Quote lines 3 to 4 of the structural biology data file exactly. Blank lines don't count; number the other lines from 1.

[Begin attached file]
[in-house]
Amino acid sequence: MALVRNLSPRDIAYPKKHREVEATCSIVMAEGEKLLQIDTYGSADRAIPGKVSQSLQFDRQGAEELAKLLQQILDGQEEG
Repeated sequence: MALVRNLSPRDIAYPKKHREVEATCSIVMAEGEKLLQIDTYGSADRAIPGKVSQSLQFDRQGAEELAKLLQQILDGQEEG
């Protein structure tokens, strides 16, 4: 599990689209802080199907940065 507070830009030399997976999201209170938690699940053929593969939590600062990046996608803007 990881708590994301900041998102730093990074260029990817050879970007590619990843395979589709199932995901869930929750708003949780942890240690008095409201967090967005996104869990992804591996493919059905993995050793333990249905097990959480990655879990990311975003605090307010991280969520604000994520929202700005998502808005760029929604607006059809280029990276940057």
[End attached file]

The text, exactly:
Repeated sequence: MALVRNLSPRDIAYPKKHREVEATCSIVMAEGEKLLQIDTYGSADRAIPGKVSQSLQFDRQGAEELAKLLQQILDGQEEG
């Protein structure tokens, strides 16, 4: 599990689209802080199907940065 507070830009030399997976999201209170938690699940053929593969939590600062990046996608803007 990881708590994301900041998102730093990074260029990817050879970007590619990843395979589709199932995901869930929750708003949780942890240690008095409201967090967005996104869990992804591996493919059905993995050793333990249905097990959480990655879990990311975003605090307010991280969520604000994520929202700005998502808005760029929604607006059809280029990276940057």